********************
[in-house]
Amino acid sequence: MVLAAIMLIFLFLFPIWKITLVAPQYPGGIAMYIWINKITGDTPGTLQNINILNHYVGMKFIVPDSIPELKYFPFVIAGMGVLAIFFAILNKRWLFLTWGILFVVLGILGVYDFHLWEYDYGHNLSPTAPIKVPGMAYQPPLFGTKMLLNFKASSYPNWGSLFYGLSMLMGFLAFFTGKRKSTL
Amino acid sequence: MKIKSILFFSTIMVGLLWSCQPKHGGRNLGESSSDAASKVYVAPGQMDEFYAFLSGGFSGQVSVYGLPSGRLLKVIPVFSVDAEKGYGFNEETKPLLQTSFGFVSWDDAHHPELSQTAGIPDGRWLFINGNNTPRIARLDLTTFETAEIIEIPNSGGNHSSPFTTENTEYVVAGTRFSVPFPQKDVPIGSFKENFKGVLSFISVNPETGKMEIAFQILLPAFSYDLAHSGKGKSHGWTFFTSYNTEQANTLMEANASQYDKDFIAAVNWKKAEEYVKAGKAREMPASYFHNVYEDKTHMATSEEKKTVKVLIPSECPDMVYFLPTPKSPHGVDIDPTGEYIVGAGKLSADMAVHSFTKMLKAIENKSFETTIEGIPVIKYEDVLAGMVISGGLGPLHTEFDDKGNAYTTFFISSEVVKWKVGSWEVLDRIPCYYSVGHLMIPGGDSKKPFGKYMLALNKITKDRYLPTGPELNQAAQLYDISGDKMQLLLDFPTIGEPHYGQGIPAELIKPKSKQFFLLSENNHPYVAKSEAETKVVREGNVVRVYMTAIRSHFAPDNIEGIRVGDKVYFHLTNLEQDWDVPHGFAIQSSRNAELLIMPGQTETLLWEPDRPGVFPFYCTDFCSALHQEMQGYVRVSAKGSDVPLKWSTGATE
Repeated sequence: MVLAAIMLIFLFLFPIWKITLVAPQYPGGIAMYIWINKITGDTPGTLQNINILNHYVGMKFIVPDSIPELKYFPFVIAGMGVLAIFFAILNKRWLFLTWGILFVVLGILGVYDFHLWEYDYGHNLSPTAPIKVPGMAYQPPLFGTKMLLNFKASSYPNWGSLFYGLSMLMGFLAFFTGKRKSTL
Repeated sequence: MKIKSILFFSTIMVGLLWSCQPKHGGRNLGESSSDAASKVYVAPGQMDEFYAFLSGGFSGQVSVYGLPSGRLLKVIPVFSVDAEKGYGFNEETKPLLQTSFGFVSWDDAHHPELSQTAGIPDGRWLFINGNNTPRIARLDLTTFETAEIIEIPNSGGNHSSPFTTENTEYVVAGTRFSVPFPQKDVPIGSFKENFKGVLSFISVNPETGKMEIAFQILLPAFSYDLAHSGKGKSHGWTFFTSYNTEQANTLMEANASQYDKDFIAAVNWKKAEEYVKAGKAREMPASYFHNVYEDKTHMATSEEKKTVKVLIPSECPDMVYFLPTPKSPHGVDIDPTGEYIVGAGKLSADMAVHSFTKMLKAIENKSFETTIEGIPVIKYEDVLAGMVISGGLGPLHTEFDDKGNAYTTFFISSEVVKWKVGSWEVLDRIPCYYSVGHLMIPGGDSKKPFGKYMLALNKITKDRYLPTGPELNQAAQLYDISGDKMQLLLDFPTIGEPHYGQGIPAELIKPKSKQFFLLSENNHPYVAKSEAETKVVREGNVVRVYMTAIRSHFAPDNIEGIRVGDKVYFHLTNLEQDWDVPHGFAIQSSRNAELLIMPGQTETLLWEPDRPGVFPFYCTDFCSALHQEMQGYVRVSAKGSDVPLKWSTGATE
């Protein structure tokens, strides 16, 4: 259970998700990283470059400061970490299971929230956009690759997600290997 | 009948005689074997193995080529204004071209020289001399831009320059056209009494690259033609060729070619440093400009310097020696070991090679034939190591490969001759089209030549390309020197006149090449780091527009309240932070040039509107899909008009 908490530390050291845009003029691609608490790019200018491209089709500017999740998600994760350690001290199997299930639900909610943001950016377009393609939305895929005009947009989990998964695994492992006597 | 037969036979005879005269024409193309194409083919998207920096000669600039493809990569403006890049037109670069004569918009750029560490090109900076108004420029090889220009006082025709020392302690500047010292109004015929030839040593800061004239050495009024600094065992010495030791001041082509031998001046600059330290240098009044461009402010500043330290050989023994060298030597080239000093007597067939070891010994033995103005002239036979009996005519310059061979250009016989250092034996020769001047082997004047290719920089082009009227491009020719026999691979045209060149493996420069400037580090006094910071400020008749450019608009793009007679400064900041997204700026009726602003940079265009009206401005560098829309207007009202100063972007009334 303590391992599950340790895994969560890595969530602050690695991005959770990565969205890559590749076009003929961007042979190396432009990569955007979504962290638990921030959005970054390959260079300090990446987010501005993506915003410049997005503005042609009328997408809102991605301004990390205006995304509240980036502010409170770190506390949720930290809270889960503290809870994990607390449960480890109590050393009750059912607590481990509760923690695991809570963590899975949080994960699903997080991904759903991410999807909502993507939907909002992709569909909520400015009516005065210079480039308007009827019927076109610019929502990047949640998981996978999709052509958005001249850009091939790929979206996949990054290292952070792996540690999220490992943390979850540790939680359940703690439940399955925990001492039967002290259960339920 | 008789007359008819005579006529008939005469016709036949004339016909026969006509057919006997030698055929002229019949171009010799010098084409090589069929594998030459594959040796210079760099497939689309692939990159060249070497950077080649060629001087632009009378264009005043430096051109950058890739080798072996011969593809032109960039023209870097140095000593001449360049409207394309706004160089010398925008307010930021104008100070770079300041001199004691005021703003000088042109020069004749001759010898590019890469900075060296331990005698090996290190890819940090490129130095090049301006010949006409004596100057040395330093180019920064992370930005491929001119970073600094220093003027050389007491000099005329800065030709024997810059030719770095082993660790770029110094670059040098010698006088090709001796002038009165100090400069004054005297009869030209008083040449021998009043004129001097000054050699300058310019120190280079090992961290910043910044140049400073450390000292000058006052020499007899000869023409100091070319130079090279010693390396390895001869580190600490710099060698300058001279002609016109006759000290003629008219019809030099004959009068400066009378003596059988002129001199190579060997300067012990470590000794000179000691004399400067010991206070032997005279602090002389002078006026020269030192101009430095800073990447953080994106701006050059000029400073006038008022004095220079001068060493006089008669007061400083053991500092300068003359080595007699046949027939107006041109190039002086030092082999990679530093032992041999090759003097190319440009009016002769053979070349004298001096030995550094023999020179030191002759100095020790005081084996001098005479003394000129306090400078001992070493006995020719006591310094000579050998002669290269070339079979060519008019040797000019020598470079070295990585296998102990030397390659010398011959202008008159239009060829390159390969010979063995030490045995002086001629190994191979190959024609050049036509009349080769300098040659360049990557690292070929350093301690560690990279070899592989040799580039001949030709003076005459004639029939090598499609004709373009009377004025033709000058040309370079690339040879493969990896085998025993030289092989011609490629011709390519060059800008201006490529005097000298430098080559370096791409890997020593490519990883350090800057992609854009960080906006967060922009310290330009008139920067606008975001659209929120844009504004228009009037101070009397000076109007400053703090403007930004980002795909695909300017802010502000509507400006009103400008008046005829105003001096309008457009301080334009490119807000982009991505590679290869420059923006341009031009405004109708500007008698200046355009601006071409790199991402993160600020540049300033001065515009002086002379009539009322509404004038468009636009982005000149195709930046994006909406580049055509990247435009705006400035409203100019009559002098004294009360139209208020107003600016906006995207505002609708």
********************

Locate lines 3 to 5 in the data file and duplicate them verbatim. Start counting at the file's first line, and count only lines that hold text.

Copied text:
Amino acid sequence: MKIKSILFFSTIMVGLLWSCQPKHGGRNLGESSSDAASKVYVAPGQMDEFYAFLSGGFSGQVSVYGLPSGRLLKVIPVFSVDAEKGYGFNEETKPLLQTSFGFVSWDDAHHPELSQTAGIPDGRWLFINGNNTPRIARLDLTTFETAEIIEIPNSGGNHSSPFTTENTEYVVAGTRFSVPFPQKDVPIGSFKENFKGVLSFISVNPETGKMEIAFQILLPAFSYDLAHSGKGKSHGWTFFTSYNTEQANTLMEANASQYDKDFIAAVNWKKAEEYVKAGKAREMPASYFHNVYEDKTHMATSEEKKTVKVLIPSECPDMVYFLPTPKSPHGVDIDPTGEYIVGAGKLSADMAVHSFTKMLKAIENKSFETTIEGIPVIKYEDVLAGMVISGGLGPLHTEFDDKGNAYTTFFISSEVVKWKVGSWEVLDRIPCYYSVGHLMIPGGDSKKPFGKYMLALNKITKDRYLPTGPELNQAAQLYDISGDKMQLLLDFPTIGEPHYGQGIPAELIKPKSKQFFLLSENNHPYVAKSEAETKVVREGNVVRVYMTAIRSHFAPDNIEGIRVGDKVYFHLTNLEQDWDVPHGFAIQSSRNAELLIMPGQTETLLWEPDRPGVFPFYCTDFCSALHQEMQGYVRVSAKGSDVPLKWSTGATE
Repeated sequence: MVLAAIMLIFLFLFPIWKITLVAPQYPGGIAMYIWINKITGDTPGTLQNINILNHYVGMKFIVPDSIPELKYFPFVIAGMGVLAIFFAILNKRWLFLTWGILFVVLGILGVYDFHLWEYDYGHNLSPTAPIKVPGMAYQPPLFGTKMLLNFKASSYPNWGSLFYGLSMLMGFLAFFTGKRKSTL
Repeated sequence: MKIKSILFFSTIMVGLLWSCQPKHGGRNLGESSSDAASKVYVAPGQMDEFYAFLSGGFSGQVSVYGLPSGRLLKVIPVFSVDAEKGYGFNEETKPLLQTSFGFVSWDDAHHPELSQTAGIPDGRWLFINGNNTPRIARLDLTTFETAEIIEIPNSGGNHSSPFTTENTEYVVAGTRFSVPFPQKDVPIGSFKENFKGVLSFISVNPETGKMEIAFQILLPAFSYDLAHSGKGKSHGWTFFTSYNTEQANTLMEANASQYDKDFIAAVNWKKAEEYVKAGKAREMPASYFHNVYEDKTHMATSEEKKTVKVLIPSECPDMVYFLPTPKSPHGVDIDPTGEYIVGAGKLSADMAVHSFTKMLKAIENKSFETTIEGIPVIKYEDVLAGMVISGGLGPLHTEFDDKGNAYTTFFISSEVVKWKVGSWEVLDRIPCYYSVGHLMIPGGDSKKPFGKYMLALNKITKDRYLPTGPELNQAAQLYDISGDKMQLLLDFPTIGEPHYGQGIPAELIKPKSKQFFLLSENNHPYVAKSEAETKVVREGNVVRVYMTAIRSHFAPDNIEGIRVGDKVYFHLTNLEQDWDVPHGFAIQSSRNAELLIMPGQTETLLWEPDRPGVFPFYCTDFCSALHQEMQGYVRVSAKGSDVPLKWSTGATE